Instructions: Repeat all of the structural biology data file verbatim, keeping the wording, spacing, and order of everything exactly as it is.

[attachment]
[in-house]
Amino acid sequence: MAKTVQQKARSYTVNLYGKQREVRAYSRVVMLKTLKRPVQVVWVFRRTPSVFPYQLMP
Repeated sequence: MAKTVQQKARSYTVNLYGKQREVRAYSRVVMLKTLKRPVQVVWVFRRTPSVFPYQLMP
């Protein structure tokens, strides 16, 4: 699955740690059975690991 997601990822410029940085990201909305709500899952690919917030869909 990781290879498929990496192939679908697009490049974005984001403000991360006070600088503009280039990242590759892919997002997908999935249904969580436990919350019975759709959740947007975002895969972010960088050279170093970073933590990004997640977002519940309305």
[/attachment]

[in-house]
Amino acid sequence: MAKTVQQKARSYTVNLYGKQREVRAYSRVVMLKTLKRPVQVVWVFRRTPSVFPYQLMP
Repeated sequence: MAKTVQQKARSYTVNLYGKQREVRAYSRVVMLKTLKRPVQVVWVFRRTPSVFPYQLMP
């Protein structure tokens, strides 16, 4: 699955740690059975690991 997601990822410029940085990201909305709500899952690919917030869909 990781290879498929990496192939679908697009490049974005984001403000991360006070600088503009280039990242590759892919997002997908999935249904969580436990919350019975759709959740947007975002895969972010960088050279170093970073933590990004997640977002519940309305």